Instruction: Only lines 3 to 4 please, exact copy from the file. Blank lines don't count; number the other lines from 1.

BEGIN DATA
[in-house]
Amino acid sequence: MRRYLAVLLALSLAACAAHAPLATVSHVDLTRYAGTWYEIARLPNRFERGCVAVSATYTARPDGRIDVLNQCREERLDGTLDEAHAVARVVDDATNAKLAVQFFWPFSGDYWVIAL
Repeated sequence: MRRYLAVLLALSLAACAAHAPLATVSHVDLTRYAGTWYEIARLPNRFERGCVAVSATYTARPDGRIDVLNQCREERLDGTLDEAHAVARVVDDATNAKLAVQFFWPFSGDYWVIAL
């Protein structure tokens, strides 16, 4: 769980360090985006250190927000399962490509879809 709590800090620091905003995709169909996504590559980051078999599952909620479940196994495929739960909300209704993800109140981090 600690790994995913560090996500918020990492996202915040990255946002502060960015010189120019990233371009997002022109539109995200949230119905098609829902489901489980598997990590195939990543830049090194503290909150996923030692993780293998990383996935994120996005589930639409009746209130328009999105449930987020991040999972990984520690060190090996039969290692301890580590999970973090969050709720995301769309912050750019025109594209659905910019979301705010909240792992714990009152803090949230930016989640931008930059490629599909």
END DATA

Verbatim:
Repeated sequence: MRRYLAVLLALSLAACAAHAPLATVSHVDLTRYAGTWYEIARLPNRFERGCVAVSATYTARPDGRIDVLNQCREERLDGTLDEAHAVARVVDDATNAKLAVQFFWPFSGDYWVIAL
């Protein structure tokens, strides 16, 4: 769980360090985006250190927000399962490509879809 709590800090620091905003995709169909996504590559980051078999599952909620479940196994495929739960909300209704993800109140981090 600690790994995913560090996500918020990492996202915040990255946002502060960015010189120019990233371009997002022109539109995200949230119905098609829902489901489980598997990590195939990543830049090194503290909150996923030692993780293998990383996935994120996005589930639409009746209130328009999105449930987020991040999972990984520690060190090996039969290692301890580590999970973090969050709720995301769309912050750019025109594209659905910019979301705010909240792992714990009152803090949230930016989640931008930059490629599909």